¶ 6 Following discovery, the School Districts and the State Board filed cross-motions for summary judgment. On October 7, 2016, the circuit court denied the State Board's motion for summary judgment and granted summary judgment in favor of the School Districts, declaring that pupils attending Prairie Crossing shall be counted as attending the school district in which they reside for purposes of calculating the sums to be deducted from the funds otherwise due the School Districts and paid to Prairie Crossing. In addition, the circuit court found that the State Board lacked the statutory authority to recoup from the School Districts any funds which it paid to Prairie Crossing as a result of its recalculation of the funds to which Prairie Crossing was entitled for prior fiscal years. Both the State Board and Prairie Crossing filed timely notices of appeal which this court consolidated for disposition.

         ¶ 7 "Summary judgment is appropriate when there is no genuine issue of material fact and the moving party is entitled to judgment as a matter of law." Virginia Surety Co. v. Northern Insurance Co. of New York, 224 Ill.2d 550, 556 (2007). When, as in this case, parties file cross-motions for summary judgment, they agree that no genuine issues of material fact exist, and the resolution of the case is purely a question of law. Founders Insurance Co. v. Munoz, 237 Ill.2d 424, 432 (2010). We review the entry of summary judgment de novo. A.B.A.T.E. of Illinois, Inc. v. Quinn, 2011 IL 110611, ¶ 22.

         ¶ 8 This appeal concerns statutory interpretation. As such, we are presented with questions of law which we resolve de novo. People ex rel. Madigan v. Illinois Commerce Comm'n, 231 Ill.2d 370, 380 (2008). Our primary objective is to give effect to the legislature's intent, which is best indicated by the plain and ordinary language of the statutes themselves. Citizens Opposing Pollution v. ExxonMobil Coal U.S.A., 2012 IL 111286, ¶ 23. We give words their plain and obvious meaning unless the legislative act changes that meaning. Svithiod Singing Club v. McKibbin, 381 Ill. 194, 197 (1942). In determining legislative intent, we also consider the object to be attained by the act. Hartney Fuel Oil Co. v. Hamer, 2013 IL 115130, ¶ 25.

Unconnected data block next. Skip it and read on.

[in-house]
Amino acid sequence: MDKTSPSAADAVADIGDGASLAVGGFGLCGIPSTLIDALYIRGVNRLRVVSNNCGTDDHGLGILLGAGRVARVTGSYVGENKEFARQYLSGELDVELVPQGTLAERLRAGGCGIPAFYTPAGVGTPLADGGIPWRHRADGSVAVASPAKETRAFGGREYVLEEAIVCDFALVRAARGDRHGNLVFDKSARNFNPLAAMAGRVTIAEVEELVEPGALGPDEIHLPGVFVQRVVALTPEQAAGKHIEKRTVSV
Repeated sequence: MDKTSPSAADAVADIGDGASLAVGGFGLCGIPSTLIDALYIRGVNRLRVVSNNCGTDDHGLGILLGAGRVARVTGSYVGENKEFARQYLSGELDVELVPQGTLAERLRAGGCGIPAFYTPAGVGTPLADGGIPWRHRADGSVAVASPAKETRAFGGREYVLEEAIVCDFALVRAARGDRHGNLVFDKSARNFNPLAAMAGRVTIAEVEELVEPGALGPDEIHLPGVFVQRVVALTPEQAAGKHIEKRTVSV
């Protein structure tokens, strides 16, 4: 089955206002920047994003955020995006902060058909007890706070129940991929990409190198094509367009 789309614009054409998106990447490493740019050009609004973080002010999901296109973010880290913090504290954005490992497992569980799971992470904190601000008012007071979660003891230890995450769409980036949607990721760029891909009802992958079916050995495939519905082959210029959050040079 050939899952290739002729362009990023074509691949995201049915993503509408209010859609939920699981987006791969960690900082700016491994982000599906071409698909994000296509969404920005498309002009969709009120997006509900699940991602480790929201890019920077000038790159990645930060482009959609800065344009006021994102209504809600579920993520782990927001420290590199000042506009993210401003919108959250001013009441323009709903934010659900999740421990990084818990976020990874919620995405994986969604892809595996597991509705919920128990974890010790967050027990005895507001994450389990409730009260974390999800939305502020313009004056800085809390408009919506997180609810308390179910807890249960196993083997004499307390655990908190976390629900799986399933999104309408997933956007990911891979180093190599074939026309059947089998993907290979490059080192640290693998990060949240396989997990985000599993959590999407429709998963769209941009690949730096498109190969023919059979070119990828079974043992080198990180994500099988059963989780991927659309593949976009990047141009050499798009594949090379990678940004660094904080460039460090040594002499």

¶ 9 In giving meaning to the words and clauses of a statute, no part should be rendered superfluous. Standard Mutual Insurance Co. v. Lay, 2013 IL 114617, ¶ 26. When the language of a statute is clear and unambiguous, we give effect to the plain and ordinary meaning of the language without resort to other tools of statutory construction (Raintree Homes, Inc. v. Village of Long Grove, 209 Ill.2d 248, 255 (2004)), as it is not our function to rewrite a statute or depart from its plain language by reading into the statute exceptions, limitations, or conditions not expressed therein (People ex rel. Birkett v. Dockery, 235 Ill.2d 73, 81 (2009)). "If further construction of a statute is necessary, a court may consider similar and related enactments." Hartney Fuel Oil Co., 2013 IL 115130, ¶ 25. Statutory provisions should be read in concert and harmonized. People v. Rinehart, 2012 IL 111719, ¶ 26.

         ¶ 10 The two statutes at issue in this appeal are the School Code and the Charter Schools Law. The specific question to be answered is whether pupils residing within the boundaries of a local school district but attending a charter school should be counted as pupils attending the local school district for purposes of calculating the sums to be deducted from the funds otherwise due the local school district and paid to the charter school.

         ¶ 11 Where, as in this case, a charter school is authorized by the State over the objection of the local school district(s), an amount equal to the funds to which a charter school is entitled is diverted by the State Board from funds otherwise due the local school district(s) and delivered to the charter school. 105 ILCS 5/27A-9(f) (West 2012). Funding of a charter school, such as Prairie Crossing, which is organized other than by referendum is determined by agreement between the local school board and the charter school. However, in no event shall the funding be less than 75% or more than 125% of the local school ...